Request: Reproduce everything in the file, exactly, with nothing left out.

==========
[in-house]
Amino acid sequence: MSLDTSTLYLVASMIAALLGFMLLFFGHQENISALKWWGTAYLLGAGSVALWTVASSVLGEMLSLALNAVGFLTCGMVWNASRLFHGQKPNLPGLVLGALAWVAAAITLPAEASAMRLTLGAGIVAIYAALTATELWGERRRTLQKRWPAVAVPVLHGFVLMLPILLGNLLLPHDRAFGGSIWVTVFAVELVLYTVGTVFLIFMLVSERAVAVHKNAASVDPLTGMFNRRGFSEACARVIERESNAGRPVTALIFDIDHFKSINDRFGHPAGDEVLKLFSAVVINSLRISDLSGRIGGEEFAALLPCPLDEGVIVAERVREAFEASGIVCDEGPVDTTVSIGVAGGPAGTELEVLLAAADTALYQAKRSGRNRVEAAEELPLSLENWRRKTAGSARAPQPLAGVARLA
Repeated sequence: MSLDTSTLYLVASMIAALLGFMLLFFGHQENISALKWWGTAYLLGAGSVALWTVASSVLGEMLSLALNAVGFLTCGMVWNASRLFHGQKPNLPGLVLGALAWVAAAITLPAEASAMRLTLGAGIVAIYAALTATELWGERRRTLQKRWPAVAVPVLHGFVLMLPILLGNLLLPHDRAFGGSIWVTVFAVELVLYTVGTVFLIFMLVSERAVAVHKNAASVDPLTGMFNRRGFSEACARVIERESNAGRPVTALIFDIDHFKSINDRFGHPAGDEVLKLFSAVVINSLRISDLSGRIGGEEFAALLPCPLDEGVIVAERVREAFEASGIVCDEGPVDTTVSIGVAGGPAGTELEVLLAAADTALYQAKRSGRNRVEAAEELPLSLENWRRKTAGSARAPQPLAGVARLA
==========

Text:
[in-house]
Amino acid sequence: MSLDTSTLYLVASMIAALLGFMLLFFGHQENISALKWWGTAYLLGAGSVALWTVASSVLGEMLSLALNAVGFLTCGMVWNASRLFHGQKPNLPGLVLGALAWVAAAITLPAEASAMRLTLGAGIVAIYAALTATELWGERRRTLQKRWPAVAVPVLHGFVLMLPILLGNLLLPHDRAFGGSIWVTVFAVELVLYTVGTVFLIFMLVSERAVAVHKNAASVDPLTGMFNRRGFSEACARVIERESNAGRPVTALIFDIDHFKSINDRFGHPAGDEVLKLFSAVVINSLRISDLSGRIGGEEFAALLPCPLDEGVIVAERVREAFEASGIVCDEGPVDTTVSIGVAGGPAGTELEVLLAAADTALYQAKRSGRNRVEAAEELPLSLENWRRKTAGSARAPQPLAGVARLA
Repeated sequence: MSLDTSTLYLVASMIAALLGFMLLFFGHQENISALKWWGTAYLLGAGSVALWTVASSVLGEMLSLALNAVGFLTCGMVWNASRLFHGQKPNLPGLVLGALAWVAAAITLPAEASAMRLTLGAGIVAIYAALTATELWGERRRTLQKRWPAVAVPVLHGFVLMLPILLGNLLLPHDRAFGGSIWVTVFAVELVLYTVGTVFLIFMLVSERAVAVHKNAASVDPLTGMFNRRGFSEACARVIERESNAGRPVTALIFDIDHFKSINDRFGHPAGDEVLKLFSAVVINSLRISDLSGRIGGEEFAALLPCPLDEGVIVAERVREAFEASGIVCDEGPVDTTVSIGVAGGPAGTELEVLLAAADTALYQAKRSGRNRVEAAEELPLSLENWRRKTAGSARAPQPLAGVARLA